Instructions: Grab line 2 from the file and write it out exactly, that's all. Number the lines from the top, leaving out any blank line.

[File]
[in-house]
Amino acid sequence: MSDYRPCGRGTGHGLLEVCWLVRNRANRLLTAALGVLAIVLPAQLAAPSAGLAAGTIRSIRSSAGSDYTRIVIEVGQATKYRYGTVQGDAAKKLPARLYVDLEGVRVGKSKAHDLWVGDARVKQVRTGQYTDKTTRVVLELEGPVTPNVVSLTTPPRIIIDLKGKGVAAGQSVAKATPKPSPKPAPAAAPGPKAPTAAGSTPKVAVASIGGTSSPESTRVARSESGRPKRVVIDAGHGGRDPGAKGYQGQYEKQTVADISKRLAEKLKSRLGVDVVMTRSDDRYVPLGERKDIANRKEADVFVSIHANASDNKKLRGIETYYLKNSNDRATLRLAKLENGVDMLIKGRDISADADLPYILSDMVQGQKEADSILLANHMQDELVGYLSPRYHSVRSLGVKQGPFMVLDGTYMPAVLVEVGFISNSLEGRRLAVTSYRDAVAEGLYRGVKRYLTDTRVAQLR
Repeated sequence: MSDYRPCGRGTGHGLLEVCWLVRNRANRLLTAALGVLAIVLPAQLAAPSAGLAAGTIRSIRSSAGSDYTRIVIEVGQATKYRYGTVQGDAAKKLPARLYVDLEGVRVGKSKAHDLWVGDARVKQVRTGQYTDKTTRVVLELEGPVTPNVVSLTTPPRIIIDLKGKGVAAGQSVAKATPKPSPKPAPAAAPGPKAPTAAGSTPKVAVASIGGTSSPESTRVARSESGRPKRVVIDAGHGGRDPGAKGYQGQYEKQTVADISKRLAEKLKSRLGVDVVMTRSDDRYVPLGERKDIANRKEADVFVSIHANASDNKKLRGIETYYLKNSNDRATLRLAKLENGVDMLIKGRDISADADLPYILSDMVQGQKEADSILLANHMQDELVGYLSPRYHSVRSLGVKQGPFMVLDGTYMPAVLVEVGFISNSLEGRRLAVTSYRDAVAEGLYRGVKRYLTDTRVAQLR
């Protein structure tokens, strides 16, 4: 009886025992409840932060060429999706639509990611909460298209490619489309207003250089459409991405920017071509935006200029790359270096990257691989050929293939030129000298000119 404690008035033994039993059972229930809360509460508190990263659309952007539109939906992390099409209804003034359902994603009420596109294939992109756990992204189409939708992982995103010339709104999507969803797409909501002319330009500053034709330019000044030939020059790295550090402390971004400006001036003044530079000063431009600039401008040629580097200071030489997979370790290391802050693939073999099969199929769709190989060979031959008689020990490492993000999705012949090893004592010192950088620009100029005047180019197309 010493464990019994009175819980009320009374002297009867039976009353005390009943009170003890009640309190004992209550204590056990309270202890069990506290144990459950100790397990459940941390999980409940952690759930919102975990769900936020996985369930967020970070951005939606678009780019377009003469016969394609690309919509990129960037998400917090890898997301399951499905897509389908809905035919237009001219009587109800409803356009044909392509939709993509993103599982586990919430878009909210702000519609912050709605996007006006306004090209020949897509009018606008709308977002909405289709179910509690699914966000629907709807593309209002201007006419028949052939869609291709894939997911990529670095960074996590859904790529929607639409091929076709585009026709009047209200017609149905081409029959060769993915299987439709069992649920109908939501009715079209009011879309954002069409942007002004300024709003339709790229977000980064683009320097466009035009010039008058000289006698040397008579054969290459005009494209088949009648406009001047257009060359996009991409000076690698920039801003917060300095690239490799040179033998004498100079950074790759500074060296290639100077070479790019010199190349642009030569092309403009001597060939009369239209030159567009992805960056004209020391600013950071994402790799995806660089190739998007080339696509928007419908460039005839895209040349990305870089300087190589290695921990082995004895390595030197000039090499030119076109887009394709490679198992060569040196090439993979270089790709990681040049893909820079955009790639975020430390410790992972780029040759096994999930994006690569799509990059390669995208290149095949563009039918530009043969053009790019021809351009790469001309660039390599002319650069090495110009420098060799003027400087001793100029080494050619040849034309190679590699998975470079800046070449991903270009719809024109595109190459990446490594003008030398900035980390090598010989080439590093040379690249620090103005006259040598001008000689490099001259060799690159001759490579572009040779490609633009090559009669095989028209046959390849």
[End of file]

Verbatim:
Amino acid sequence: MSDYRPCGRGTGHGLLEVCWLVRNRANRLLTAALGVLAIVLPAQLAAPSAGLAAGTIRSIRSSAGSDYTRIVIEVGQATKYRYGTVQGDAAKKLPARLYVDLEGVRVGKSKAHDLWVGDARVKQVRTGQYTDKTTRVVLELEGPVTPNVVSLTTPPRIIIDLKGKGVAAGQSVAKATPKPSPKPAPAAAPGPKAPTAAGSTPKVAVASIGGTSSPESTRVARSESGRPKRVVIDAGHGGRDPGAKGYQGQYEKQTVADISKRLAEKLKSRLGVDVVMTRSDDRYVPLGERKDIANRKEADVFVSIHANASDNKKLRGIETYYLKNSNDRATLRLAKLENGVDMLIKGRDISADADLPYILSDMVQGQKEADSILLANHMQDELVGYLSPRYHSVRSLGVKQGPFMVLDGTYMPAVLVEVGFISNSLEGRRLAVTSYRDAVAEGLYRGVKRYLTDTRVAQLR